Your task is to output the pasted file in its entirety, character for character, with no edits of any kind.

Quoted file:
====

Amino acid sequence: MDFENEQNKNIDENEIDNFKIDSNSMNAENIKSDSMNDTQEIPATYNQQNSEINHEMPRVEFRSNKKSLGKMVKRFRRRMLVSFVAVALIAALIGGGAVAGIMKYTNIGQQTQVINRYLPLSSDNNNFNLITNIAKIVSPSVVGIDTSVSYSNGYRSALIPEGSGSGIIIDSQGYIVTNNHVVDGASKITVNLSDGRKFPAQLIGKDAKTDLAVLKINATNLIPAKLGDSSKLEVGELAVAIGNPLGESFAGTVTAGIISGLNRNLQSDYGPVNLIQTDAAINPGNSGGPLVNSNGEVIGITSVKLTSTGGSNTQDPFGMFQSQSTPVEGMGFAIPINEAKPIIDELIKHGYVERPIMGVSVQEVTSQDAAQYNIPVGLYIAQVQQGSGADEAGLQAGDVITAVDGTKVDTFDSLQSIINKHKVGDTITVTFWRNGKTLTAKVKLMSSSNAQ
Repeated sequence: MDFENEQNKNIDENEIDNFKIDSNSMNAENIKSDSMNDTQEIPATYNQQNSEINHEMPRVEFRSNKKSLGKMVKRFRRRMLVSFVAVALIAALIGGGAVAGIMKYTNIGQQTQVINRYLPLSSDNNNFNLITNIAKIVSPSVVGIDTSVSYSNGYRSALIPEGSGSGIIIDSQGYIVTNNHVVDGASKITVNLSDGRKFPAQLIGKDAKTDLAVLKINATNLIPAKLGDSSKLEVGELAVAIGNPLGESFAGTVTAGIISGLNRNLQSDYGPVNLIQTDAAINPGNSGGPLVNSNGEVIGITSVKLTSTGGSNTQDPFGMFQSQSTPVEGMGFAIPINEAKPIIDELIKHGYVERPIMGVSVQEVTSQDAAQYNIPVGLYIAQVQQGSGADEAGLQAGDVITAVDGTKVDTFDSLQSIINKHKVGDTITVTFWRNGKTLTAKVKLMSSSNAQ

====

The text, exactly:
Amino acid sequence: MDFENEQNKNIDENEIDNFKIDSNSMNAENIKSDSMNDTQEIPATYNQQNSEINHEMPRVEFRSNKKSLGKMVKRFRRRMLVSFVAVALIAALIGGGAVAGIMKYTNIGQQTQVINRYLPLSSDNNNFNLITNIAKIVSPSVVGIDTSVSYSNGYRSALIPEGSGSGIIIDSQGYIVTNNHVVDGASKITVNLSDGRKFPAQLIGKDAKTDLAVLKINATNLIPAKLGDSSKLEVGELAVAIGNPLGESFAGTVTAGIISGLNRNLQSDYGPVNLIQTDAAINPGNSGGPLVNSNGEVIGITSVKLTSTGGSNTQDPFGMFQSQSTPVEGMGFAIPINEAKPIIDELIKHGYVERPIMGVSVQEVTSQDAAQYNIPVGLYIAQVQQGSGADEAGLQAGDVITAVDGTKVDTFDSLQSIINKHKVGDTITVTFWRNGKTLTAKVKLMSSSNAQ
Repeated sequence: MDFENEQNKNIDENEIDNFKIDSNSMNAENIKSDSMNDTQEIPATYNQQNSEINHEMPRVEFRSNKKSLGKMVKRFRRRMLVSFVAVALIAALIGGGAVAGIMKYTNIGQQTQVINRYLPLSSDNNNFNLITNIAKIVSPSVVGIDTSVSYSNGYRSALIPEGSGSGIIIDSQGYIVTNNHVVDGASKITVNLSDGRKFPAQLIGKDAKTDLAVLKINATNLIPAKLGDSSKLEVGELAVAIGNPLGESFAGTVTAGIISGLNRNLQSDYGPVNLIQTDAAINPGNSGGPLVNSNGEVIGITSVKLTSTGGSNTQDPFGMFQSQSTPVEGMGFAIPINEAKPIIDELIKHGYVERPIMGVSVQEVTSQDAAQYNIPVGLYIAQVQQGSGADEAGLQAGDVITAVDGTKVDTFDSLQSIINKHKVGDTITVTFWRNGKTLTAKVKLMSSSNAQ